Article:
To become First Minister is special, and it is a big responsibility. To make history as the first woman First Minister is even more so. I am reminded of a quote that I once read from Florence Horsbrugh, who—as Ruth Davidson will know—was a Conservative member of Parliament for Dundee. In 1936, she became the first woman to reply to what was then the King’s speech in the House of Commons. She said:
“If in these new and novel surroundings I acquit myself but poorly, when I sit down I shall at least have two thoughts for my consolation—it has never been done better by a woman before, and, whatever else may be said about me, in the future from henceforward I am historic.”
I can sympathise with the sentiment, though I hope not to need any such consolation.
Indeed, I much prefer this quote from the same speech:
“I ... think of this occasion as the opening of a gate into a new field of opportunity”.—[Official Report, House of Commons, 3 November 1936; Vol 317, c 14.]
I hope that my election as First Minister does indeed help to open the gate to greater opportunity for all women. I hope that it sends a strong, positive message to girls and young women—indeed, to all women across our land. There should be no limit to your ambition or what you can achieve. If you are good enough and you work hard enough, the sky is the limit and no glass ceiling should ever stop you from achieving your dreams.
Presiding Officer, I hope that that is the message of my election, as indeed it was of yours, but it is what I do as First Minister that will matter more—much more—than the example that I have set simply by holding the office. Leading by example on equal representation and encouraging others to follow, addressing low pay and improving childcare—those are the obligations that I now carry and I am determined to discharge them on behalf of women across our country.
My niece, who is in the public gallery today with her brother and cousins, is eight years old. She does not yet know about the gender pay gap, underrepresentation or the barriers such as high childcare costs that make it so hard for so many women to work and pursue careers. My fervent hope is that she never will and that, by the time she is a young a woman, she will have no need to know about any of those issues, because they will have been consigned to history. If, during my tenure as First Minister, I can play a part in making that so for my niece and for every other little girl in this country, I will be very happy indeed.
I am taking on the responsibilities of First Minister at an exciting time in our nation’s history. All of us, regardless of party, have been inspired and challenged by the flourishing of democracy that we have witnessed during and since the referendum. Democratic politics in Scotland has never been more alive and the expectations that people have of their politicians and their Parliament have never been higher. There is a burning desire across our country to build a more prosperous, fairer and better Scotland.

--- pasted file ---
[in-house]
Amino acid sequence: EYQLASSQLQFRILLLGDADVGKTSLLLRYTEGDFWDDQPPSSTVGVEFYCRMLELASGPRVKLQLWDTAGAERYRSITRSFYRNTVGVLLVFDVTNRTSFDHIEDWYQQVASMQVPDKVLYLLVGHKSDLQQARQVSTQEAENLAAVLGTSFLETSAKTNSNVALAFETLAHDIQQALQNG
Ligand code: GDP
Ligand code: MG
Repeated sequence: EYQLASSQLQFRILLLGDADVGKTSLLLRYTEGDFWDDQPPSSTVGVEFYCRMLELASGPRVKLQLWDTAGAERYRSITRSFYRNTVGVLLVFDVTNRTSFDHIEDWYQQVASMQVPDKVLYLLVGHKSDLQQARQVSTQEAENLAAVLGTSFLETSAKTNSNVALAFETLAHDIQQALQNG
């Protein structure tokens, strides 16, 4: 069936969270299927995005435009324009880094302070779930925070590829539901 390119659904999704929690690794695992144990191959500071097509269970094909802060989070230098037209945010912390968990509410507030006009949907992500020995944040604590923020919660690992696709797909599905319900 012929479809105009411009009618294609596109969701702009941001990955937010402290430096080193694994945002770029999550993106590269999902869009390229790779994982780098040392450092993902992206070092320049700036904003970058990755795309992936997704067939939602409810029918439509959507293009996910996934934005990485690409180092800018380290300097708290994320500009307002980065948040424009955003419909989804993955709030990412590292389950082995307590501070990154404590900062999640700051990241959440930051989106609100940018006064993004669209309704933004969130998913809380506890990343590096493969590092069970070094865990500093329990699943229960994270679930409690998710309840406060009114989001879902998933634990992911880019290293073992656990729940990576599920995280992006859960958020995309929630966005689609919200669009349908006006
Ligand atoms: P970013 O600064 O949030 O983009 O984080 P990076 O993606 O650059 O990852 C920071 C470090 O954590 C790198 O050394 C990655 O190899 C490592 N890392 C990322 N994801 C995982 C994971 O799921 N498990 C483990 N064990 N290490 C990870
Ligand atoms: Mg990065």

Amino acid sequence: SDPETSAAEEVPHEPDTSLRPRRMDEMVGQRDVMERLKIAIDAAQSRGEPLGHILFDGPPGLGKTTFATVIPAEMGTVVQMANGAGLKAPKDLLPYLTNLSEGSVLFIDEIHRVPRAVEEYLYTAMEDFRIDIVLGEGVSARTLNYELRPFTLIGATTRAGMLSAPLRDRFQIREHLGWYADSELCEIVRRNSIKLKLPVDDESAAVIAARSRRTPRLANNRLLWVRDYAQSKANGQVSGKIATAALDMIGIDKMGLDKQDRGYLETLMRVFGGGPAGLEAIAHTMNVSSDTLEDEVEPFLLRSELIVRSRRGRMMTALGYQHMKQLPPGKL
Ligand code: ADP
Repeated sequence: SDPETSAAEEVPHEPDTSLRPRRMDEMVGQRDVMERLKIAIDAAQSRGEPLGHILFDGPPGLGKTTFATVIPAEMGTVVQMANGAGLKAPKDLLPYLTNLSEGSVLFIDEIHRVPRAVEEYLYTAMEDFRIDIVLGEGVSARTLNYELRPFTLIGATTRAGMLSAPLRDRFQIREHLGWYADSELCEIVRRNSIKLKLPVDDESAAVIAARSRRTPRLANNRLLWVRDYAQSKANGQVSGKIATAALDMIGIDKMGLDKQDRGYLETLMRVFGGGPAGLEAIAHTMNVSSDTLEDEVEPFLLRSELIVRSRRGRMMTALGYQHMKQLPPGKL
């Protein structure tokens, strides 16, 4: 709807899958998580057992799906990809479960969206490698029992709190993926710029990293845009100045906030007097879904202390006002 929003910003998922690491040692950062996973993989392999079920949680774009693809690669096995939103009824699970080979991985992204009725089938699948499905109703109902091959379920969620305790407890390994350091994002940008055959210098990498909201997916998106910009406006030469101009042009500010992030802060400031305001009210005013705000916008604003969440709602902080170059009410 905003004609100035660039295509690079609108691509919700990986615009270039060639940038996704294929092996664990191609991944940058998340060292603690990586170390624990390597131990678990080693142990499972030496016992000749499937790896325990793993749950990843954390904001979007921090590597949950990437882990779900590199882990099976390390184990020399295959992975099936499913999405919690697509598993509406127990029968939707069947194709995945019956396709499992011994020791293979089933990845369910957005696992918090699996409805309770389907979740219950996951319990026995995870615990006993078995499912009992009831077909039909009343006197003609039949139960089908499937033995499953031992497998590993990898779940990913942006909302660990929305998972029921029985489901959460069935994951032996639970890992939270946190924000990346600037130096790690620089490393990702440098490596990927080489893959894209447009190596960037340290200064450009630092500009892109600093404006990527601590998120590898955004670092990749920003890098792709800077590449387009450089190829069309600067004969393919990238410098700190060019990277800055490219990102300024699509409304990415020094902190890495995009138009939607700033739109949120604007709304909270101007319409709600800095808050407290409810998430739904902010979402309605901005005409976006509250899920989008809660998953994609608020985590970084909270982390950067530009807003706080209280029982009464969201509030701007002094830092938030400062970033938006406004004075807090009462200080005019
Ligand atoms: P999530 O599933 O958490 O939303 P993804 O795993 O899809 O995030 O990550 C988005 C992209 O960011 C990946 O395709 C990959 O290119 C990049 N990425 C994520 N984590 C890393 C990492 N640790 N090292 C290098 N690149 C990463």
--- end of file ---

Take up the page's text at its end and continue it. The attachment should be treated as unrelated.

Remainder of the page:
People did not just vote yes for a better country. I know that those who voted no want a better country, too. I intend to lead a Government that delivers on those aspirations. My role as First Minister will be to help build a Scotland that all those who live and work here can be proud of—a nation both socially democratic and socially just; a Scotland confident in itself, proud of its successes and honest about its weaknesses; a Scotland of good government and civic empowerment; a Scotland vigorous and determined in its resolution to address poverty, support business, promote growth and tackle inequality. Those are the points against which my Government will set its compass. I earnestly believe that, in doing so, we will reflect the wishes, hopes and desires—the dreams, even—of the Scottish people.
Of course we will have our differences across parties in the chamber as to the best way forward. We must never shy away from robust debate, but we should strive always to be constructive and respectful. I want all members to know that where we are on common ground—and I want to find as much of that as I can—they will find in me a willing and listening ally.
It will surprise nobody to hear that I will always argue the case for more powers—indeed, for the full powers of independence for this Parliament. I believe that the more we are able to do as a Parliament, the better we can serve the people who elect us. However, I will also—and always—do my utmost to govern well with the powers that we have now. My daily tasks will be to protect and improve our NHS, support our businesses at home and abroad, ensure that all children get the chance to fulfil their potential, and keep our communities safe from crime.
I intend to lead a Government with purpose, a Government that is bold, imaginative and adventurous. I know that there will be tough decisions to be made and I might not always get them right. It is not the case that all manner of things shall be well. I will face challenges, but I will strive to meet them positively and with fortitude. I know that I will be inspired and sustained each and every day by the potential of this country and of the people who live here.
“there’s ane end of ane auld sang”.
The song lay lost for 292 years until we reconvened the Parliament in 1999. This First Minister intends to make sure that we adorn that old song with new verses that tell of a modern and confident Scotland that is fit for purpose and fit for all of her people. Together, let us now get on with writing that story. [Applause.]